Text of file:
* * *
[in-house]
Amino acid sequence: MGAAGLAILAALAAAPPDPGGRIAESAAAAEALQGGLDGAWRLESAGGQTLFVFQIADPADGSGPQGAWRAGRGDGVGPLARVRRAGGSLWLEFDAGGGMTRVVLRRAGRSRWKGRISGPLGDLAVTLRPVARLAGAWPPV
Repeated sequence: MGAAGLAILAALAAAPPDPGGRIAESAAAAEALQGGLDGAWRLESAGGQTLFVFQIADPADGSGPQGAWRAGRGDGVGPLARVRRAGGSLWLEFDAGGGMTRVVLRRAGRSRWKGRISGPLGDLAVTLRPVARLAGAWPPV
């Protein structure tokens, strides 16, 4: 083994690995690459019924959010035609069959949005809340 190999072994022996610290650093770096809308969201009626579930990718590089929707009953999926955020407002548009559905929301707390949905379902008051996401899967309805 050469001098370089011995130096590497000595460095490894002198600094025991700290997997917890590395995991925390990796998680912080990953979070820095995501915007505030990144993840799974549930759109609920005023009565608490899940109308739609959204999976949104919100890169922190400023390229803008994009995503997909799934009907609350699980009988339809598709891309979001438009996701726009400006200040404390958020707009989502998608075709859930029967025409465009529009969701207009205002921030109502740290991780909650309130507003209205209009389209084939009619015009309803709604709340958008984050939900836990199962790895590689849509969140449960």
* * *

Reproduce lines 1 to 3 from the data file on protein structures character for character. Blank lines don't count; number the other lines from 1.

[in-house]
Amino acid sequence: MGAAGLAILAALAAAPPDPGGRIAESAAAAEALQGGLDGAWRLESAGGQTLFVFQIADPADGSGPQGAWRAGRGDGVGPLARVRRAGGSLWLEFDAGGGMTRVVLRRAGRSRWKGRISGPLGDLAVTLRPVARLAGAWPPV
Repeated sequence: MGAAGLAILAALAAAPPDPGGRIAESAAAAEALQGGLDGAWRLESAGGQTLFVFQIADPADGSGPQGAWRAGRGDGVGPLARVRRAGGSLWLEFDAGGGMTRVVLRRAGRSRWKGRISGPLGDLAVTLRPVARLAGAWPPV